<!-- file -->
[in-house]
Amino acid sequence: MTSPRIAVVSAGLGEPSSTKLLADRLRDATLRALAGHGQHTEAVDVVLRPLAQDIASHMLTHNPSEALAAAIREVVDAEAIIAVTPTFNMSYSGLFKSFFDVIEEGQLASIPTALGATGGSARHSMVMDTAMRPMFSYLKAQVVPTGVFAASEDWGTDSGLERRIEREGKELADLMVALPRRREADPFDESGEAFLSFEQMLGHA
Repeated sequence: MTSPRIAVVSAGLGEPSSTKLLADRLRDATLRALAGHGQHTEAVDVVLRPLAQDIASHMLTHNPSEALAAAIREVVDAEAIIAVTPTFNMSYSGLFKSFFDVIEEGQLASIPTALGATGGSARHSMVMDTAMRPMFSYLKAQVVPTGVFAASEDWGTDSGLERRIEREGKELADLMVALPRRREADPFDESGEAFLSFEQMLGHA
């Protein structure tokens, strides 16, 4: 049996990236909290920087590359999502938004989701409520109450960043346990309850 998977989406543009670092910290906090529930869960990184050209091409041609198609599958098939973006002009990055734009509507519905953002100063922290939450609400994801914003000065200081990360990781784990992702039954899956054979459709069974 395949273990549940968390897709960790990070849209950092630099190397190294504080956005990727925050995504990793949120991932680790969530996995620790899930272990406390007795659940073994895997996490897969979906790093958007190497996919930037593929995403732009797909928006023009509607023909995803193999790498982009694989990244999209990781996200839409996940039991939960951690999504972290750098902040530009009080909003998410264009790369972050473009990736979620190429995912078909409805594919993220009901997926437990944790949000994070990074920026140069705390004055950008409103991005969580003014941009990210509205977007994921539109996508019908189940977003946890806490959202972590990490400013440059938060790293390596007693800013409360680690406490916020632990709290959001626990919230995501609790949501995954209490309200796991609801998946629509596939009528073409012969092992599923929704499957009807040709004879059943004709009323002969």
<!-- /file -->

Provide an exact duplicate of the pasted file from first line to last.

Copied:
[in-house]
Amino acid sequence: MTSPRIAVVSAGLGEPSSTKLLADRLRDATLRALAGHGQHTEAVDVVLRPLAQDIASHMLTHNPSEALAAAIREVVDAEAIIAVTPTFNMSYSGLFKSFFDVIEEGQLASIPTALGATGGSARHSMVMDTAMRPMFSYLKAQVVPTGVFAASEDWGTDSGLERRIEREGKELADLMVALPRRREADPFDESGEAFLSFEQMLGHA
Repeated sequence: MTSPRIAVVSAGLGEPSSTKLLADRLRDATLRALAGHGQHTEAVDVVLRPLAQDIASHMLTHNPSEALAAAIREVVDAEAIIAVTPTFNMSYSGLFKSFFDVIEEGQLASIPTALGATGGSARHSMVMDTAMRPMFSYLKAQVVPTGVFAASEDWGTDSGLERRIEREGKELADLMVALPRRREADPFDESGEAFLSFEQMLGHA
């Protein structure tokens, strides 16, 4: 049996990236909290920087590359999502938004989701409520109450960043346990309850 998977989406543009670092910290906090529930869960990184050209091409041609198609599958098939973006002009990055734009509507519905953002100063922290939450609400994801914003000065200081990360990781784990992702039954899956054979459709069974 395949273990549940968390897709960790990070849209950092630099190397190294504080956005990727925050995504990793949120991932680790969530996995620790899930272990406390007795659940073994895997996490897969979906790093958007190497996919930037593929995403732009797909928006023009509607023909995803193999790498982009694989990244999209990781996200839409996940039991939960951690999504972290750098902040530009009080909003998410264009790369972050473009990736979620190429995912078909409805594919993220009901997926437990944790949000994070990074920026140069705390004055950008409103991005969580003014941009990210509205977007994921539109996508019908189940977003946890806490959202972590990490400013440059938060790293390596007693800013409360680690406490916020632990709290959001626990919230995501609790949501995954209490309200796991609801998946629509596939009528073409012969092992599923929704499957009807040709004879059943004709009323002969």